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Aboriginal Aurora

5 January 2022

At www.academia.edu/35582047/Did_Aboriginal_Australia_record-a_simultaneous… … by Fuller and Hamacher in the Journal of Astronomical History and Heritage  20{3] pages 349-359 [2017]. Australian researchers have recently homed in on Aboriginal tribal lore to see if they have preserved a memory of unusual geological incidents and astronomical events in the past. They lighted on an oral tradition collection by a school teacher, one Charles Peck, back in the 1930s. This appears to describe two simultaneous phenomena. Loathe to invoke anything of a catastrophic bent it has been interpreted as a reference to auroral phenomena, at the same time as an eclipse. It began with the aurora where the sky was in turmoil while down below all was calm and serene. However, it then grew dark – in daylight hours. Darkness blotted out all light, for a time. No stars could be seen. At a later moment, a wondrous light appeared and long streams of liquid fire shot across the heavens from pole to pole. One may wonder if the Aborigines would have said that as pole to pole is a modern concept, so the account may have been doctored – possibly by the researchers who were thinking in terms of aurora at the poles when in fact, on occasion, aurora can erupt from minor poles. Anyway, the basic story is there was a lot of auroral activity – and a wondrous light. It had nothing to do with the sun or the stars, as they were blacked out. The streams of fire changed colour and moved in waves from east to west. Red and yellow, purple and brown, pink and grey, golden and black, white and pale green. All the colours in long straight fingers waved and crossed, and passed away towards the east. Then came a switch in the sky as the lights faded and the clouds passed. The stars reappeared in the sky. It was still dark above, but it was now night time [or this is how it is interpreted].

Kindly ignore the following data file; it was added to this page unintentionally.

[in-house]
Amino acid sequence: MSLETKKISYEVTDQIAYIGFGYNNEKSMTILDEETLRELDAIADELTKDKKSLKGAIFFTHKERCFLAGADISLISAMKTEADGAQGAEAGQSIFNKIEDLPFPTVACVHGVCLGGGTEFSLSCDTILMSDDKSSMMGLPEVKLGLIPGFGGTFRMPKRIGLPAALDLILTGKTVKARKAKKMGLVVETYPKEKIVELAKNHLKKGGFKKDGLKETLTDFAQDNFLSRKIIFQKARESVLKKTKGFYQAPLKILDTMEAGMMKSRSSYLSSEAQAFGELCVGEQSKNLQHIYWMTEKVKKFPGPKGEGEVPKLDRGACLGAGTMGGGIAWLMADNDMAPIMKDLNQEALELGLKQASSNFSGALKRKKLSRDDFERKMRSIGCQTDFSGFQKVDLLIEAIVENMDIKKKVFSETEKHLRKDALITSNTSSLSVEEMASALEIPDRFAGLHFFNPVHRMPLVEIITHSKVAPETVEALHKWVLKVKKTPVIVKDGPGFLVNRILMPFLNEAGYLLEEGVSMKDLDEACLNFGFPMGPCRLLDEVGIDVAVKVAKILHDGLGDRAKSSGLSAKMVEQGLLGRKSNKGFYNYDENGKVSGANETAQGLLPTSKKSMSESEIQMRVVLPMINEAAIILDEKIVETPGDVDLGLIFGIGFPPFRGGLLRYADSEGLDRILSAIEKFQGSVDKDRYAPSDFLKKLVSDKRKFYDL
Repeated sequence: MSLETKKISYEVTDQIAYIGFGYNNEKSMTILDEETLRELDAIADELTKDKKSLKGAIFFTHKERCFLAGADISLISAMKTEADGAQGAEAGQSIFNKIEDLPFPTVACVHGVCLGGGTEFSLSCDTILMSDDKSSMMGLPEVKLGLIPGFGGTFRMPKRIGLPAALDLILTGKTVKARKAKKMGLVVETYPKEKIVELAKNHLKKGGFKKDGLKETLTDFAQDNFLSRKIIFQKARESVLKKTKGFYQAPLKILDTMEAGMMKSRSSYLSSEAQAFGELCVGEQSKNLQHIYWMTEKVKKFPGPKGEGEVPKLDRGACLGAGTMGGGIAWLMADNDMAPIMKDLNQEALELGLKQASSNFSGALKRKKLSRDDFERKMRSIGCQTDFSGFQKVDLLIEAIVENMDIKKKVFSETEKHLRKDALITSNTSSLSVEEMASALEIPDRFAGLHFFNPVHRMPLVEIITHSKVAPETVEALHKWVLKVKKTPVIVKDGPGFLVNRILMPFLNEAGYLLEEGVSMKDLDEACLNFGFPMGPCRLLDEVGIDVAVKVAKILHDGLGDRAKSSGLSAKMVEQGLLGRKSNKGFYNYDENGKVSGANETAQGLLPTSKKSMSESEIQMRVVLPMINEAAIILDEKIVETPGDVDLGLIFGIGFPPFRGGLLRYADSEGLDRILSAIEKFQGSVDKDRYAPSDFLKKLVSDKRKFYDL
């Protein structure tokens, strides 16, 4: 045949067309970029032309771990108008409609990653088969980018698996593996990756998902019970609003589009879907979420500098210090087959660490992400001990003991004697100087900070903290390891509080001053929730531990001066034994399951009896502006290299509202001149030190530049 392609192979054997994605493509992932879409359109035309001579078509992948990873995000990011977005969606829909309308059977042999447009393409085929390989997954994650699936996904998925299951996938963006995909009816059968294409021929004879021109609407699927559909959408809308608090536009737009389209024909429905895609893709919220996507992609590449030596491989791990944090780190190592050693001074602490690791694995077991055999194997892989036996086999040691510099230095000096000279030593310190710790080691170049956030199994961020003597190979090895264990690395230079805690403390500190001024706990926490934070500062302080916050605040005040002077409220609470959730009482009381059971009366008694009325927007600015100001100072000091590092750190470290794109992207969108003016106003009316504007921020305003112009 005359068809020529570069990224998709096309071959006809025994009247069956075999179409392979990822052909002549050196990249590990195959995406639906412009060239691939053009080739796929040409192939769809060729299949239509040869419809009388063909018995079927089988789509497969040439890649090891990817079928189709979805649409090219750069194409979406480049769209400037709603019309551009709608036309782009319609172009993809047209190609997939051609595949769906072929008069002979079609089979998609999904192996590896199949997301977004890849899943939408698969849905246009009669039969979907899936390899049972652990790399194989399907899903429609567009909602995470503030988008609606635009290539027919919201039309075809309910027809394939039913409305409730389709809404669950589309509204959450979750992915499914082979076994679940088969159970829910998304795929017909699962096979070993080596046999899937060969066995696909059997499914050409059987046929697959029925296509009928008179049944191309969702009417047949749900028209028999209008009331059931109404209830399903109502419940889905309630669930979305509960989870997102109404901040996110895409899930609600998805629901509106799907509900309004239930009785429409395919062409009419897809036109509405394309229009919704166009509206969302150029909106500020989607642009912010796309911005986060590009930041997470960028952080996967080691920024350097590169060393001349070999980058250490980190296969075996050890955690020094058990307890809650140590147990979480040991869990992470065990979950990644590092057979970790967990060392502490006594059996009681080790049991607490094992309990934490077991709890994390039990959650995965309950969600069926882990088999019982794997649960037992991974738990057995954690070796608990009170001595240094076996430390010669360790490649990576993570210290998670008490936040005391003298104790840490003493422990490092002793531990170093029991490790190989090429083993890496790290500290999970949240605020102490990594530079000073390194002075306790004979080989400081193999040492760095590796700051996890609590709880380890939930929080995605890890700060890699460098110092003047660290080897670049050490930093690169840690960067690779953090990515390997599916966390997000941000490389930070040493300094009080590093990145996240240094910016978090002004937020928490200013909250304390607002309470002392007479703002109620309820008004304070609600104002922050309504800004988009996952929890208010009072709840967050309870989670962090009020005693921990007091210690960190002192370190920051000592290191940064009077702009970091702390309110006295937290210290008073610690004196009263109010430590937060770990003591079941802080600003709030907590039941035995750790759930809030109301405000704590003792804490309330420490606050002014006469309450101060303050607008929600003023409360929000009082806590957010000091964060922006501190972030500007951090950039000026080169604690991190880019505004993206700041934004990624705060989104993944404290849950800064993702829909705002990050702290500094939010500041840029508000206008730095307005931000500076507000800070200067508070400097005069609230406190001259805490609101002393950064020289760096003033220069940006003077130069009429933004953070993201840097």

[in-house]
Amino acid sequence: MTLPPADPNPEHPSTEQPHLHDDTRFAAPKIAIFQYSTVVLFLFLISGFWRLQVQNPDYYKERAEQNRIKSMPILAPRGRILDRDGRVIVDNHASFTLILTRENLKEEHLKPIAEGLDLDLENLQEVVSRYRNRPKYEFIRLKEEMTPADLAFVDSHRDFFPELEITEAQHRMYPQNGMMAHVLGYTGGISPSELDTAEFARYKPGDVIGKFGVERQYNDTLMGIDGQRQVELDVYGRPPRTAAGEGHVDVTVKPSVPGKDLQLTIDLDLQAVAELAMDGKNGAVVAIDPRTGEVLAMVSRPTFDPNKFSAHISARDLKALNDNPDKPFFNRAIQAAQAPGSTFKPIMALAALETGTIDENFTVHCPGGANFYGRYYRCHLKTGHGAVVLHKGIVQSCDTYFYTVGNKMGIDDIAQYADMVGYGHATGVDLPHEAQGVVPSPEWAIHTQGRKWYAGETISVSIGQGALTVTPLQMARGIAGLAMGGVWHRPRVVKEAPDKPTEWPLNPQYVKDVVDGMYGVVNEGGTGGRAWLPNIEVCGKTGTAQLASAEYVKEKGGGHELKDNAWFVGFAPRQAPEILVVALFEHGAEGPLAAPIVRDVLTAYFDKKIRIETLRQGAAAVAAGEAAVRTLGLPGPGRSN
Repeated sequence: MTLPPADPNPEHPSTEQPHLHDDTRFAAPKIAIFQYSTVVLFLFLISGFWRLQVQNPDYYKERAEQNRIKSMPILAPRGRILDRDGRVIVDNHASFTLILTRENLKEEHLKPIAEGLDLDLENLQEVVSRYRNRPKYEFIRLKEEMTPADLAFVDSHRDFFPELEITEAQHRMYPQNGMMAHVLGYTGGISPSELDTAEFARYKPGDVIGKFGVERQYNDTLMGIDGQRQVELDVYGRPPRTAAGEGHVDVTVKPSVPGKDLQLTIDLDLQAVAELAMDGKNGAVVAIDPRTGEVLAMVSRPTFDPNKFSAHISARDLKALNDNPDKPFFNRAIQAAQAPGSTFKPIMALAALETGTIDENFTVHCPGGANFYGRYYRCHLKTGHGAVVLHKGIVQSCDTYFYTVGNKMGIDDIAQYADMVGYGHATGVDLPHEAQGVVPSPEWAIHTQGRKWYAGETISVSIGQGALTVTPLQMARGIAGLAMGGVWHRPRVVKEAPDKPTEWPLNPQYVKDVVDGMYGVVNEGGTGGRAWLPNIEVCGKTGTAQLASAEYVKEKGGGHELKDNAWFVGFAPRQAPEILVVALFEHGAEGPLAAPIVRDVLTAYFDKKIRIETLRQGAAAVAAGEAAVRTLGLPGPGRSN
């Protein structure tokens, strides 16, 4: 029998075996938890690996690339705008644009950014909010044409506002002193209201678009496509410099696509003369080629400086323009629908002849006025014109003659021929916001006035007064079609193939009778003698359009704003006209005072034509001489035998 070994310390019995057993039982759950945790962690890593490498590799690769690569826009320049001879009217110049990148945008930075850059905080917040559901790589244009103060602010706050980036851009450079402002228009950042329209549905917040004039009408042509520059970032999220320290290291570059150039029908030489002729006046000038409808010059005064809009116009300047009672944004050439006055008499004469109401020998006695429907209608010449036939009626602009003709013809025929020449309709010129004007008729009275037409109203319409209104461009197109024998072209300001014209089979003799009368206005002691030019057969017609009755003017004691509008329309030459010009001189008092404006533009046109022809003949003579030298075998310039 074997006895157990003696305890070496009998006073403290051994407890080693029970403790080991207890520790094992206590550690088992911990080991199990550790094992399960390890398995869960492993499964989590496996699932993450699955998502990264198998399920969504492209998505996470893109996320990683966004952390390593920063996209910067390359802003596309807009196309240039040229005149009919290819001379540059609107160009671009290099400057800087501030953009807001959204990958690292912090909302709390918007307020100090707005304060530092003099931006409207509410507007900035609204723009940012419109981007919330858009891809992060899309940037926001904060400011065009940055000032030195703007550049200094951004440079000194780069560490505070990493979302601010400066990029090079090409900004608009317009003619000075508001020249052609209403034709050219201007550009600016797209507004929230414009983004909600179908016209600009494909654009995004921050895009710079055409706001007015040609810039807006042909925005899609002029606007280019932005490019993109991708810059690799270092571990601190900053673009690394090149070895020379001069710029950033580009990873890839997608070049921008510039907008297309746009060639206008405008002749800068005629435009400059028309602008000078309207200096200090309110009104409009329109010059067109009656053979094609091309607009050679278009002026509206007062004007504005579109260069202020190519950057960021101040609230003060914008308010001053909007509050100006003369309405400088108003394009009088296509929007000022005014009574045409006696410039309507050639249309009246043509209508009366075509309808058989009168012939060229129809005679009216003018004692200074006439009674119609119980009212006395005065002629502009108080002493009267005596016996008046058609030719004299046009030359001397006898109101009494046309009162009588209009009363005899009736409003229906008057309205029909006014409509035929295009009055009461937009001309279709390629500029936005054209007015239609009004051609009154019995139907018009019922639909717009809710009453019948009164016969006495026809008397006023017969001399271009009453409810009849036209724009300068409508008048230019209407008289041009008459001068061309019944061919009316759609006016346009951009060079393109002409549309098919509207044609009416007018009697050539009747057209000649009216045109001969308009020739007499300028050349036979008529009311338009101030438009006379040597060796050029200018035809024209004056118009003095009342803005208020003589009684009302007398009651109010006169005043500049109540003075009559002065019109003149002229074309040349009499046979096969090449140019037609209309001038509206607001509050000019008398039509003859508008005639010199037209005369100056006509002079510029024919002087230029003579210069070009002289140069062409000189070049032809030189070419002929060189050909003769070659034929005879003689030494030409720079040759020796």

The authors seek to understand the phenomenon in terms of what happens in the present. The idea it was an extraordinary event is lost in their interpretation. Why on earth would Aborigines preserve a memory of an eclipse – which is quite every day. The fact that aurora were seen in Australia is unusual but these aurora were dramatic, and if they had an origin in the minor poles it could only apply to a few events during the Holocene. This is lost by the authors. It sounds very much like the kind of auroral activity envisaged by Marinus van der Sluijs. See the review of his latest set of books in C & C Review 2021:3. The book used as a baseline by the authors is 'Australian Legends: Tales Handed Down from the Remotest Times by the Autochtonous Inhabitants of our Land' by Charles Peck which is described as a rich sources of Dreaming Stories.

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